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The Weekly Scan

Last Updated: 1:00 PM EST

Medicare & Medicaid

  • Apple has been in talks with at least three private Medicare plans about subsidizing the Apple Watch for people over 65 to use as a health tracker, according to people familiar with the discussions. The insurers are exploring ways to subsidize the cost of the device for those who can’t afford the $279 price tag, which is the starting cost of an older model. The latest version of the device, which includes the most extensive health features including fall detection and an electrocardiogram to measure the heart’s rhythm, retails for a minimum of $399, which many seniors could benefit from but can’t afford. The talks have not resulted in any official deals just yet, the people said. Apple has paid a visit to several of the largest insurers in the market, as well as some smaller, venture-backed Medicare Advantage plans. The people declined to be named as the discussions are still private. Apple declined to comment. (CNBC.com)

  • The CMS announced Wednesday that they recently completed a large-scale effort to provide new Medicare cards without Social Security numbers to people with Medicare. The new cards support the agency’s work to protect personal identity and reduce fraud and abuse. Over the past nine months, CMS sent new cards to more than 61 million people with Medicare across all U.S. states and territories, completing the mailing ahead of schedule. (CMS.gov)

  • The CMS issued a new proposed rule Thursday titled "Patient Protection and Affordable Care Act; HHS Notice of Benefit and Payment Parameters for 2020." This proposed rule sets forth payment parameters and provisions related to the risk adjustment and risk adjustment data validation programs; cost-sharing parameters; and user fees for Federally-facilitated Exchanges (FFEs) and State-based Exchanges on the Federal Platform (SBE-FPs). It proposes changes that would allow greater flexibility related to the duties and training requirements for the Navigator program and proposes changes that would provide greater flexibility for direct enrollment entities, while strengthening program integrity oversight over those entities. It proposes policies that are intended to reduce the costs of prescription drugs. It includes proposed changes to Exchange standards related to eligibility and enrollment; exemptions; and other related topics. (FederalRegister.gov)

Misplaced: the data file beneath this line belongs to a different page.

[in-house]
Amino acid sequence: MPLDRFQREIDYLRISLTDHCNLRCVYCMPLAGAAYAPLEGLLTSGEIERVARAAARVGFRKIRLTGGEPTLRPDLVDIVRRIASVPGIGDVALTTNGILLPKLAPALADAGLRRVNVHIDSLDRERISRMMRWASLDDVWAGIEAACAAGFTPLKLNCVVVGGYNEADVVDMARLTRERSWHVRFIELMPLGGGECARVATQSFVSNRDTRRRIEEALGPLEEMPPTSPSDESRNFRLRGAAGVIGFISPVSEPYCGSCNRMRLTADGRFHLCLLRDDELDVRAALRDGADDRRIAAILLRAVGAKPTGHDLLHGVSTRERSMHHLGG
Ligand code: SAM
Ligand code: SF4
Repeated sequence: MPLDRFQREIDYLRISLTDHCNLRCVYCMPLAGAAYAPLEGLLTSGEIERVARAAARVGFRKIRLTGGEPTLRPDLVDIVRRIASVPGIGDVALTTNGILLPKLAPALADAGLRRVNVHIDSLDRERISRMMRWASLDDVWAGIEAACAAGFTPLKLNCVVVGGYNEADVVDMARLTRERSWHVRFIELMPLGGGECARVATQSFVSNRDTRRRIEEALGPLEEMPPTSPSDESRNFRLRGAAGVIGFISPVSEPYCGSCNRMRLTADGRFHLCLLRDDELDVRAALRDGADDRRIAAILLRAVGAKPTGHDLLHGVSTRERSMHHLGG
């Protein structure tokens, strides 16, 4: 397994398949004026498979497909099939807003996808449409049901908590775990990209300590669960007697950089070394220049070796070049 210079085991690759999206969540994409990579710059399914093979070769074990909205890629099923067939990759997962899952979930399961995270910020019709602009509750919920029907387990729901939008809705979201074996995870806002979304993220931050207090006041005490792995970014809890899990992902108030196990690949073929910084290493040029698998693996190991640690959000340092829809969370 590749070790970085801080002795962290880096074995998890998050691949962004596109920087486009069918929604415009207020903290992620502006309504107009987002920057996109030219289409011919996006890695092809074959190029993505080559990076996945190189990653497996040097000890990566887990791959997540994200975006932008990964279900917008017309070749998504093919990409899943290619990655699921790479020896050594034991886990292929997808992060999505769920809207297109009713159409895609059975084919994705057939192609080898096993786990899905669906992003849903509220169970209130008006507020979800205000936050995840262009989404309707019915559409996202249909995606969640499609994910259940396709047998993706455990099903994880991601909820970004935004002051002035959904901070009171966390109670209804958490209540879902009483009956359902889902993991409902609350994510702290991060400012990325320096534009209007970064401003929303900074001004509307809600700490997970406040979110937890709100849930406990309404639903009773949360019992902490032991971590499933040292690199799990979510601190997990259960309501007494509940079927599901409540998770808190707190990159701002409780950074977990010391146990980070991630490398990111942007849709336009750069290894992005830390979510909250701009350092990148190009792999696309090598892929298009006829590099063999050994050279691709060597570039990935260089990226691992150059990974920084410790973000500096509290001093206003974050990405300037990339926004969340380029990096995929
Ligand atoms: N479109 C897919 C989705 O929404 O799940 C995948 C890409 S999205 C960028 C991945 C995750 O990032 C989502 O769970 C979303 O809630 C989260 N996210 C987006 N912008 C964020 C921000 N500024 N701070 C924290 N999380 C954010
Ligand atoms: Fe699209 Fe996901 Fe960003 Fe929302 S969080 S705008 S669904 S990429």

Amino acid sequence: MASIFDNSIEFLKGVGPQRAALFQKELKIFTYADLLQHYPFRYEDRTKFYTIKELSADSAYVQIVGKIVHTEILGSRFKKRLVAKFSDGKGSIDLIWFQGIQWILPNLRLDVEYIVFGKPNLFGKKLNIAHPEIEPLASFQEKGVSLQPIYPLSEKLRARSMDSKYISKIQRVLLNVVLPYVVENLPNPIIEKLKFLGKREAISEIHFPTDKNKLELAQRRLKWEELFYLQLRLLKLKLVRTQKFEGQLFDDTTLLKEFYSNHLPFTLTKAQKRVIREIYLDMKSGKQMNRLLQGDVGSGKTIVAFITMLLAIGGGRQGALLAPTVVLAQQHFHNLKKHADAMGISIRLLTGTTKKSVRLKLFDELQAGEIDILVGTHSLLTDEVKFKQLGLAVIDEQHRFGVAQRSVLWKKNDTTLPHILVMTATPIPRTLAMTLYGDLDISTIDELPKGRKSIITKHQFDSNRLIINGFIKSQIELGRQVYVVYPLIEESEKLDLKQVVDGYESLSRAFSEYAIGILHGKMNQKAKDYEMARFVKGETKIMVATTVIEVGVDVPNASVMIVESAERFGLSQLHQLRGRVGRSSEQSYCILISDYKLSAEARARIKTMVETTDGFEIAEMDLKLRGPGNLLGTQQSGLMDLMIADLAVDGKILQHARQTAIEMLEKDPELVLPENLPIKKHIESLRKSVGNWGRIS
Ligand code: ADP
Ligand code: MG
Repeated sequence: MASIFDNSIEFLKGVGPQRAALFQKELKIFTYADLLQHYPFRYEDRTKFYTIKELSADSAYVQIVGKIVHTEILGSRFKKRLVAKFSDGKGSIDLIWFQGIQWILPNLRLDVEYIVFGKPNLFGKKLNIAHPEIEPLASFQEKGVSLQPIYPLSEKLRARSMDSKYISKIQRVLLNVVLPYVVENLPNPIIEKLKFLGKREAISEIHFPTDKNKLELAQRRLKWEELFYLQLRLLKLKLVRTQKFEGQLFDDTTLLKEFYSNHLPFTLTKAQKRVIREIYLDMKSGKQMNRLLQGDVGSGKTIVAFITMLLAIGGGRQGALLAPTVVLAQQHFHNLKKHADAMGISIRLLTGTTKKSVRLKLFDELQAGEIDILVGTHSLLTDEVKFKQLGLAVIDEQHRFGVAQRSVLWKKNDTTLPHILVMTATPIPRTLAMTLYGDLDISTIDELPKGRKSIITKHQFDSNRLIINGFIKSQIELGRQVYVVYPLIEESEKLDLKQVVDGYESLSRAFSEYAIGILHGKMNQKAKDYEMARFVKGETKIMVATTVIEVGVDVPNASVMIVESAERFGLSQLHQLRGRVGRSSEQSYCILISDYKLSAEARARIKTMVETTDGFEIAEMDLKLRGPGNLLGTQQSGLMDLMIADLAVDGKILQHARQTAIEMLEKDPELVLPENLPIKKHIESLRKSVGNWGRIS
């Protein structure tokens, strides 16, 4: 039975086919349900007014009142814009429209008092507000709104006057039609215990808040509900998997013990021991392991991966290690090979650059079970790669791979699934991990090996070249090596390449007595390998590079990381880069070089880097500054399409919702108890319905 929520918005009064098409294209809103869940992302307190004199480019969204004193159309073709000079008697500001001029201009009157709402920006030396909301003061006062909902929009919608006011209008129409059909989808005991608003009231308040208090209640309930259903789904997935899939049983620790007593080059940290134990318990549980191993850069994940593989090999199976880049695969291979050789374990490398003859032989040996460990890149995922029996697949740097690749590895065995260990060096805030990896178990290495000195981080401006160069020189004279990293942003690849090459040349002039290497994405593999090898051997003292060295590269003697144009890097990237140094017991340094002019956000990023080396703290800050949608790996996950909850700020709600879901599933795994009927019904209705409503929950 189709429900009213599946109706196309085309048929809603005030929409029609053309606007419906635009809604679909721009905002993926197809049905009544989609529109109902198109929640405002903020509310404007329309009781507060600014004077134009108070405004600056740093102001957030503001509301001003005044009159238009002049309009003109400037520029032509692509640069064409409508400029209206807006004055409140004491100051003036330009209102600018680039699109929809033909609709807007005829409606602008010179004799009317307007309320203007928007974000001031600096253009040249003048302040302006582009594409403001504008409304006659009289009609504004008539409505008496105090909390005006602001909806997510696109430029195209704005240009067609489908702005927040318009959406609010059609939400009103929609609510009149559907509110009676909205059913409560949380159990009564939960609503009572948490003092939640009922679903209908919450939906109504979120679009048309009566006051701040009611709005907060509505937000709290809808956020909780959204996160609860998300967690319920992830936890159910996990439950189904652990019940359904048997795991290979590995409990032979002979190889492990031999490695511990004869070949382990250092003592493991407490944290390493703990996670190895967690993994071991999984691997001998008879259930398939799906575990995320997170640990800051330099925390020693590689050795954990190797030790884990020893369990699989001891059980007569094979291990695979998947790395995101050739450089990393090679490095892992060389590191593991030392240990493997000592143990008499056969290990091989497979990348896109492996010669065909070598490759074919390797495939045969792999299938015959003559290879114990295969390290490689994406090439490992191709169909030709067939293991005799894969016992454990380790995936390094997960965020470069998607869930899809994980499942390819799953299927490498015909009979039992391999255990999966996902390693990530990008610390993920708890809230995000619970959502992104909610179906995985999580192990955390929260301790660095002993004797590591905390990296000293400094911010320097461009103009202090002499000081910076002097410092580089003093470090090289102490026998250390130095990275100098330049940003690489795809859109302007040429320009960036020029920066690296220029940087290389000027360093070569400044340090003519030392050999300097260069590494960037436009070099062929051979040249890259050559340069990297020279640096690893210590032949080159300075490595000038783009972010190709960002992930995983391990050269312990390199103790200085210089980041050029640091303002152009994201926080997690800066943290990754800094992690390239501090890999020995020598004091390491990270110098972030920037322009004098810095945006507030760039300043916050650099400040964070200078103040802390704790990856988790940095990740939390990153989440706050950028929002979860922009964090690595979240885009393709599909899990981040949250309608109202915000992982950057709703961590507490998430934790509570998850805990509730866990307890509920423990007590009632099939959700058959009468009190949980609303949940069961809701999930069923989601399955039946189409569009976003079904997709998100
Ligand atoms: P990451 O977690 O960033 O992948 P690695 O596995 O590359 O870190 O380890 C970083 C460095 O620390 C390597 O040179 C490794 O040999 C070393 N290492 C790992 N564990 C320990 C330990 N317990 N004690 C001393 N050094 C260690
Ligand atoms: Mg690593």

• The Medicare Payment Advisory Commission (MEDPAC) wrote a letter on Wednesday to CMS Administrator Seema Verma responding to the CMS proposed rule from November 30, 2018 titled “Modernizing Part D and Medicare Advantage to Lower Drug Prices and Reduce Out-of-Pocket Expenses.” Of note, the letter states: "The Commission supports CMS’s objective of constraining growth in prices and spending for prescription drugs, which are projected to continue to outpace growth in overall health spending. In 2016, the Commission recommended a package of major changes to prepare Part D for the future while using market competition to constrain growth in drug spending. One set of changes would give plan sponsors greater flexibility to use formulary tools. A second component would give plan sponsors greater financial incentives to manage benefits by lowering Medicare’s reinsurance subsidies to plans while simultaneously increasing risk-adjusted capitated payments. Other parts of the Commission’s recommendation would exclude manufacturer discounts on brand-name drugs from counting as enrollees’ true out-of-pocket (OOP) spending, but would also eliminate cost sharing above the OOP threshold. Because enrollees who receive Part D’s low income subsidy (LIS) pay nominal cost-sharing amounts that provide little incentive to use lower cost drugs, the recommended improvements would also moderately increase financial incentives through modified LIS copayments." (MEDPAC.gov)